Tourist Tip #294 Christian Marclay's 'The Clock'

Christian Marclay, a Swiss-American visual artist, stitches together a montage of film clips depicting time that has grabbed attention worldwide and now in Israel.

Anat Rosenberg
Anat Rosenberg
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Anat Rosenberg
Anat Rosenberg

They say time flies when you’re having fun, and judging by the vast number of people who have flocked to galleries and museums worldwide and waited long hours to plop down on a couch and watch artist Christian Marclay’s video work "The Clock" – this is some serious fun.

Marclay, a Swiss-American visual artist and avant-garde DJ, spent some three years making "The Clock," a 24-hour video montage of film clips that depict clocks, watches, people announcing the time and even a couple of hourglasses and sundials. The amazing feat here is that Marclay spliced the scenes together so impeccably that his cinematic timepiece is synced to local time – in other words, when the clock strikes noon, it’s actually noon and the same goes for every other minute of the day.

Marclay employed six assistants to sift through hours upon hours of footage, from the silent film era all the way to contemporary cinema (or at least up until 2010, when Marclay's work debuted at London’s White Cube gallery). There are familiar film stars here, such as Marilyn Monroe, Charlie Chaplin, Nicole Kidman, Richard Gere, Robert Redford and other celebs, as well as lesser-known or even obscure actors – all of whom keep an eye on time or talk about it. Some actors, like Meryl Streep and Anthony Hopkins, make more than one appearance in "The Clock" at different ages and stages in their careers, illustrating the passage of time in a different way.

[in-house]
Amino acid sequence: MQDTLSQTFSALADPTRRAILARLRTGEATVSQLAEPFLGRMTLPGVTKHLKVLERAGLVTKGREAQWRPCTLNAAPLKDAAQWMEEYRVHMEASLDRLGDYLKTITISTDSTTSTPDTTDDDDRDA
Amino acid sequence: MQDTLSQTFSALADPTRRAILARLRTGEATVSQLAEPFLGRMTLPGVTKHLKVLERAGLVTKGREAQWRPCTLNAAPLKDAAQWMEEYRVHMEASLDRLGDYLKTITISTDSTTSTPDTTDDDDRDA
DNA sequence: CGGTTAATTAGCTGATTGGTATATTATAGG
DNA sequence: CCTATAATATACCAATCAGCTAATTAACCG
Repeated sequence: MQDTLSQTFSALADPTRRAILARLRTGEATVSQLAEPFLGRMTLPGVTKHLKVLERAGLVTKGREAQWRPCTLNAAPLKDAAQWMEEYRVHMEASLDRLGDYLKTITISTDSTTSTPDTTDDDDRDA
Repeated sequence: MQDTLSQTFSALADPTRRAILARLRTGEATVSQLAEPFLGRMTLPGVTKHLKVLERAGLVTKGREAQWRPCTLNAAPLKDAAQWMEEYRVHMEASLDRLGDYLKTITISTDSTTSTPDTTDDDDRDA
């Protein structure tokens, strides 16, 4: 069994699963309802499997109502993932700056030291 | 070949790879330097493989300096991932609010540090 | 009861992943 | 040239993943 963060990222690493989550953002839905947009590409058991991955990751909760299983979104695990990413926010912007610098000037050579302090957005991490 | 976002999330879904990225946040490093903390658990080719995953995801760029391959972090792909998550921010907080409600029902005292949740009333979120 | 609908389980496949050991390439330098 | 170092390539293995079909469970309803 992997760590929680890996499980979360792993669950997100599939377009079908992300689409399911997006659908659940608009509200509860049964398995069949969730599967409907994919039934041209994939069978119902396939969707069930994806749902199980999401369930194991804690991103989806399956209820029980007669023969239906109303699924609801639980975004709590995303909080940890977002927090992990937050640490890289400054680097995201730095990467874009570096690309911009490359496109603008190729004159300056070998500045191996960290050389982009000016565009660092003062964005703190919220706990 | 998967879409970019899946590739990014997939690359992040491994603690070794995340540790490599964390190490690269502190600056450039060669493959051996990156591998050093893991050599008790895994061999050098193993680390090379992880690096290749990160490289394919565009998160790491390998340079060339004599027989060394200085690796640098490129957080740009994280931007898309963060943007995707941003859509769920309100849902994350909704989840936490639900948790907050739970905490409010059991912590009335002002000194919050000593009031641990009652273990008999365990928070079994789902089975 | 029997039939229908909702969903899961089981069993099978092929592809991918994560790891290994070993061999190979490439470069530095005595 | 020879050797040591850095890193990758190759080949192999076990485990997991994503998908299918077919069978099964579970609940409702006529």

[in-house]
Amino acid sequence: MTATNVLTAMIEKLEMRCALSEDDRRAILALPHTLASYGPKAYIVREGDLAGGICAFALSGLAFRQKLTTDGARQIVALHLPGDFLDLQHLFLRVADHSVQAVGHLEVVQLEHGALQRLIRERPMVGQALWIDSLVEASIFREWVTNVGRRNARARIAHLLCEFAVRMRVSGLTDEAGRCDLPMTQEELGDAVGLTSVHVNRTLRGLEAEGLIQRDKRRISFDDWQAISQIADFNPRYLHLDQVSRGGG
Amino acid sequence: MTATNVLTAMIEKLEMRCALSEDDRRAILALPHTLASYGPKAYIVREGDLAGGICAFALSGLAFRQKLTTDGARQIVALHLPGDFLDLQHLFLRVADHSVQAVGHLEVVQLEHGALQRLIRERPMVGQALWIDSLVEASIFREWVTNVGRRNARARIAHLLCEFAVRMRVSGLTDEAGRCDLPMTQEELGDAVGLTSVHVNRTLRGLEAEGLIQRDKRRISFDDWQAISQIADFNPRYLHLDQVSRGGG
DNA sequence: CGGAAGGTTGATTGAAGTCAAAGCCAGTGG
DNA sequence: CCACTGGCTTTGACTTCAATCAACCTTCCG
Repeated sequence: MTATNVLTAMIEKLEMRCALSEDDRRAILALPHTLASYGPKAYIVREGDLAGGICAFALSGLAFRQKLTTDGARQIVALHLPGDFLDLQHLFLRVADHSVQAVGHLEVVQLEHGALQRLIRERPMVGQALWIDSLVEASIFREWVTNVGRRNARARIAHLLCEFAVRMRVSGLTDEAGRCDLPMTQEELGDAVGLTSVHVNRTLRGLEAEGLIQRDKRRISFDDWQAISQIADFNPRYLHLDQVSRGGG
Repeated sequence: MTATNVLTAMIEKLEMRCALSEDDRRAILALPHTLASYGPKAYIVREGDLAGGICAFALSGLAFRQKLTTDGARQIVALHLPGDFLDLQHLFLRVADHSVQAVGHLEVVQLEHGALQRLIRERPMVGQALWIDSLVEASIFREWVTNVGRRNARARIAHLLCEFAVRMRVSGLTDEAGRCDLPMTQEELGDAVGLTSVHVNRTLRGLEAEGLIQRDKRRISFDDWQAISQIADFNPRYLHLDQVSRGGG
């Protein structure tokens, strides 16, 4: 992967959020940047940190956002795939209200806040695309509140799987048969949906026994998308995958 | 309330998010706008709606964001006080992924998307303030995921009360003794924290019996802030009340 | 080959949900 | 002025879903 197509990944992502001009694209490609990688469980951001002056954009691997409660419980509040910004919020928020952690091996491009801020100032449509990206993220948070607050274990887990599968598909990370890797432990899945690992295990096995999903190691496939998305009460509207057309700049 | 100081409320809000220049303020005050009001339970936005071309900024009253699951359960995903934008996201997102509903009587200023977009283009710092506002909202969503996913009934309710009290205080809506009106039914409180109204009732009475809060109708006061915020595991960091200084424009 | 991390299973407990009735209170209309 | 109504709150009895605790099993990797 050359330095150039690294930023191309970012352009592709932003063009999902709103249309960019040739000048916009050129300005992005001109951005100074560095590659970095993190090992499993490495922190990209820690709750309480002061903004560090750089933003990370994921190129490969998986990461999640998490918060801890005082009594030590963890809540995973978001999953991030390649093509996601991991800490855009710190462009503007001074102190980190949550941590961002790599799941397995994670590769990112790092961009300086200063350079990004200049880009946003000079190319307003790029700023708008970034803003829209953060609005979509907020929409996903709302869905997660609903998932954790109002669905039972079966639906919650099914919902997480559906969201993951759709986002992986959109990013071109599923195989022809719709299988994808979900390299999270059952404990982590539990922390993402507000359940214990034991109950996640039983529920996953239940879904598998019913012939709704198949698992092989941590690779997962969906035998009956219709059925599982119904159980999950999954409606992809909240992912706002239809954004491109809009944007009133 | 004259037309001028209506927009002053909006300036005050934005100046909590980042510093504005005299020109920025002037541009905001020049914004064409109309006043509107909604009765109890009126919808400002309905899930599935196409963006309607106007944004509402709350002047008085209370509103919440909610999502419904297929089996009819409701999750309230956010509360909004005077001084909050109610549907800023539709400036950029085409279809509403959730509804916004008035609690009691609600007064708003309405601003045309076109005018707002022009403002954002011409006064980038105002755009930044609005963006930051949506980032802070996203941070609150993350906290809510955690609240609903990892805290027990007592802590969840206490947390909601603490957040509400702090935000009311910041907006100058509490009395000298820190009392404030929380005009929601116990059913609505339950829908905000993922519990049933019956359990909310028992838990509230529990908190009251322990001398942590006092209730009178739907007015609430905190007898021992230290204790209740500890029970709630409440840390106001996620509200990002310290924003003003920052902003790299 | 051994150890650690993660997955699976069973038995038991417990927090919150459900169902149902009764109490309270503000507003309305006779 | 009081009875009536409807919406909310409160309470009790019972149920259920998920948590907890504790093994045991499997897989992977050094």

Marclay’s piece, a copy of which was acquired by the Israel Museum for its contemporary art collection, premiered here in the fall of 2011, and is back by popular demand. There are two 24-hour screenings, the first running August 28 at 5 P.M. until the following evening and the second running from September 24 at 2 P.M. until the following afternoon.

The exhibition is on view from July 23 until October 16; that may sound like a lot of time, but it’s likely to fly by. So tick tock, get a move on.

Israel Museum, 11 Ruppin Blvd., Jerusalem

Check for the museum’s regular and summer hours, or call (02) 670-8811 for information.

Admission: NIS 50 for adults; NIS 37 for students; NIS 25 for children ages 5-17 and seniors.

Christian Marclay, "The Clock," 2010Credit: Ben Westoby / White Cube

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